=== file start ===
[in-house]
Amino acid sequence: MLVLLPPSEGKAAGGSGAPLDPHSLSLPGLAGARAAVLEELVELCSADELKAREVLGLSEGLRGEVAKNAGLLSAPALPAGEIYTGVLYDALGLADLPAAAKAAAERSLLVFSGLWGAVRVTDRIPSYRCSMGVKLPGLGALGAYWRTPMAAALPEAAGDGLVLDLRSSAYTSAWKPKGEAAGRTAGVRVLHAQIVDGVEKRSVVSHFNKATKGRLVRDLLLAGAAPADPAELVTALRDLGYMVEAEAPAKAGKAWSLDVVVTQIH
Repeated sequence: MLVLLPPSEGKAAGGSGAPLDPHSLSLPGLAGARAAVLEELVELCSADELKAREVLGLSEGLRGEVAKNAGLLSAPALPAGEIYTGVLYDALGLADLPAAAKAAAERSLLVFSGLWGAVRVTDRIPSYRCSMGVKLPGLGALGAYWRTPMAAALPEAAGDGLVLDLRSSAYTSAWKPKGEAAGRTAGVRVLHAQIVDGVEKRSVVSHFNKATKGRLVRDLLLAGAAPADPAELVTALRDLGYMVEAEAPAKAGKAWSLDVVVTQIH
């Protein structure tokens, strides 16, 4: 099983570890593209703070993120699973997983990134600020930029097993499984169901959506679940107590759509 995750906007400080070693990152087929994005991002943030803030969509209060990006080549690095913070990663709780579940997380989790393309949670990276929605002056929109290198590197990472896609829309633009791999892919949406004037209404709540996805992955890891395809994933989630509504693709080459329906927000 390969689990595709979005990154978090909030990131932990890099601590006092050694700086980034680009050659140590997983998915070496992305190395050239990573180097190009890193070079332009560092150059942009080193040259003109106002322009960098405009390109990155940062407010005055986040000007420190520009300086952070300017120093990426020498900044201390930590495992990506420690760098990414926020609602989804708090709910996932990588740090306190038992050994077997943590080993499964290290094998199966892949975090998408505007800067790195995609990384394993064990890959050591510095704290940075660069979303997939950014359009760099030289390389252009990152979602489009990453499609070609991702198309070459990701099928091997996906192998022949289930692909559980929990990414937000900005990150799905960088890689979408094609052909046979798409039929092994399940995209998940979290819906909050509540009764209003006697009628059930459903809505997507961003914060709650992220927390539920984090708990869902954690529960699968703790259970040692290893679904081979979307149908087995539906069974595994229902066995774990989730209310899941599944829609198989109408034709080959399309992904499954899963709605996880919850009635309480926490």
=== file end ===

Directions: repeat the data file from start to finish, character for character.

[in-house]
Amino acid sequence: MLVLLPPSEGKAAGGSGAPLDPHSLSLPGLAGARAAVLEELVELCSADELKAREVLGLSEGLRGEVAKNAGLLSAPALPAGEIYTGVLYDALGLADLPAAAKAAAERSLLVFSGLWGAVRVTDRIPSYRCSMGVKLPGLGALGAYWRTPMAAALPEAAGDGLVLDLRSSAYTSAWKPKGEAAGRTAGVRVLHAQIVDGVEKRSVVSHFNKATKGRLVRDLLLAGAAPADPAELVTALRDLGYMVEAEAPAKAGKAWSLDVVVTQIH
Repeated sequence: MLVLLPPSEGKAAGGSGAPLDPHSLSLPGLAGARAAVLEELVELCSADELKAREVLGLSEGLRGEVAKNAGLLSAPALPAGEIYTGVLYDALGLADLPAAAKAAAERSLLVFSGLWGAVRVTDRIPSYRCSMGVKLPGLGALGAYWRTPMAAALPEAAGDGLVLDLRSSAYTSAWKPKGEAAGRTAGVRVLHAQIVDGVEKRSVVSHFNKATKGRLVRDLLLAGAAPADPAELVTALRDLGYMVEAEAPAKAGKAWSLDVVVTQIH
């Protein structure tokens, strides 16, 4: 099983570890593209703070993120699973997983990134600020930029097993499984169901959506679940107590759509 995750906007400080070693990152087929994005991002943030803030969509209060990006080549690095913070990663709780579940997380989790393309949670990276929605002056929109290198590197990472896609829309633009791999892919949406004037209404709540996805992955890891395809994933989630509504693709080459329906927000 390969689990595709979005990154978090909030990131932990890099601590006092050694700086980034680009050659140590997983998915070496992305190395050239990573180097190009890193070079332009560092150059942009080193040259003109106002322009960098405009390109990155940062407010005055986040000007420190520009300086952070300017120093990426020498900044201390930590495992990506420690760098990414926020609602989804708090709910996932990588740090306190038992050994077997943590080993499964290290094998199966892949975090998408505007800067790195995609990384394993064990890959050591510095704290940075660069979303997939950014359009760099030289390389252009990152979602489009990453499609070609991702198309070459990701099928091997996906192998022949289930692909559980929990990414937000900005990150799905960088890689979408094609052909046979798409039929092994399940995209998940979290819906909050509540009764209003006697009628059930459903809505997507961003914060709650992220927390539920984090708990869902954690529960699968703790259970040692290893679904081979979307149908087995539906069974595994229902066995774990989730209310899941599944829609198989109408034709080959399309992904499954899963709605996880919850009635309480926490």